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Hit Square with a Root
The fundamentals of warfare are in large part the same across all cultures and all times: there is a point of contention and so the sides—whatever they might be—rally a force and attack an enemy with weapons. As an institution focused on material culture, the Bowers Museum looks mostly at the weapons themselves, and even just of those we have featured on the Bowers Blog we can see that a great variety were used in combat. Posts like The Niue Club in Town and Fijian Kiakavo Dance Clubs have already looked at wooden clubs including those hailing from Fiji. This post looks at three Fijian rootstock clubs whose heads are shorn from the underground arteries of young trees, and the longest of which is a new acquisition.
A History of Violence
To understand how these clubs would have been used, it is important to share a larger history of Fijian warfare. One of the foremost experts of Fijian warfare explains the state of military affairs in Fiji up to the end of the 19th century anecdotally: in most societies, tales of war pervade popular culture because they are rare breaks from long stretches of peace. However, in Fiji the opposite was true. Narratives of peace were told amidst an almost ceaseless series of family feuds and regional skirmishes. Account after account show how Iliadic wars rose from infidelities. Battles did feature certain theatrical elements and some clubs were just used as representations of symbolic power, but men always kept a club on their person for personal safety rather than aesthetics. This led to both villages fortified with palisades and ditches to help protect them against attack and, as mentioned in previous posts, an estimated 100,000 clubs being made between 1770 and 1870, despite the adult male population of the islands hovering right around 20,000.
Further reinforcing the importance of warfare in Fiji, approximately thirty different designs for clubs have been identified by experts, more than are produced by any other Polynesian island group. Depending on exactly how they are being counted, three to four of these are made with rootstalks. The Bowers Museum’s new acquisition is a vunikau which directly translates to “tree root.” Even more specific terminology is used when referring to clubs where the type of tree is known, but this is the general term for any club that uses the denser wood of the root as a head and retains relatively long, natural root nubbins. The reddish club is also a vunikau, though it is also reminiscent of the other root club varieties: the waka and bulikia which are defined by only retaining the primary or tap root. Held clubs were not the only ones that relied on root balls for their strength, however.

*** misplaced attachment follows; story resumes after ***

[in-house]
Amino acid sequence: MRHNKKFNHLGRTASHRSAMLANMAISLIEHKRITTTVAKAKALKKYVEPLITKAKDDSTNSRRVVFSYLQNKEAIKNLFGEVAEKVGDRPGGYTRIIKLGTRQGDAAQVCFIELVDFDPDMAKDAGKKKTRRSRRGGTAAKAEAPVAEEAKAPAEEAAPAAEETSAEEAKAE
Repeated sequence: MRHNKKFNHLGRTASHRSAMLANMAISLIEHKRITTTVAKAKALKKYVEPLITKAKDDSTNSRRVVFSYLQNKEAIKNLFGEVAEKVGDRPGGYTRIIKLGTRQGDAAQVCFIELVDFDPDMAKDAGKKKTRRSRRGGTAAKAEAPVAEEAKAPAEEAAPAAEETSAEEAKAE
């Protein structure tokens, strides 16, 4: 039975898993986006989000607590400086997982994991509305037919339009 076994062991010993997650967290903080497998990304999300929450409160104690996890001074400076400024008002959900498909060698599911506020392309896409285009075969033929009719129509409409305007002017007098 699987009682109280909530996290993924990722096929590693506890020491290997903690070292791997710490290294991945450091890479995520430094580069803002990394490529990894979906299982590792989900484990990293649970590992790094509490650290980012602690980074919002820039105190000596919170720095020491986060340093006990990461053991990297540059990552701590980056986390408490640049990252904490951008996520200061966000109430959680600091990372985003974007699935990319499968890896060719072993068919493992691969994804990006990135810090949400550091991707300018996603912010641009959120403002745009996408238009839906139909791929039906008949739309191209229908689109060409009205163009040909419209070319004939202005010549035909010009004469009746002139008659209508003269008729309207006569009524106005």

You’ll Have to Toss Me
Iula drisia like the one featured above are a variant of the iula tavatava missile clubs with spherical heads, in many cases made from rootballs much in the same way as the vunikau. While some of the other shorter clubs that we have looked at on the Bowers Blog were used in ceremonies and dances, these were only used in battle. The far shorter clubs were sometimes used as melee weapons, but their intended use as a thrown weapon was far deadlier. Larger clubs like the vunikau were some of the most formidable weapons used by Fijians, who had a host of formidable weapons to choose from.
The creation of root clubs is in no way original to Fiji, though it was not practiced uniformly across the Pacific. The use of roots as club heads is older than recorded history and sprouted independently in multiple locales where suitable plants were grown. Another rootstock club in the Bowers’ permanent collection hails from Africa. In Fiji, root clubs were generally carved from young ironwood trees which were pulled from the earth and had their individual roots trimmed down to create the many nubbins at the head of the club. Given the importance of weapons and other wood carvings, Fijian carvers were highly trained and specialized. Most of the finest examples of rootstock clubs are inlaid with small stars and other designs made of ivory. The same is true of iula drisia.
Text and images may be under copyright. Please contact Collection Department for permission to use. Information subject to change upon further research.
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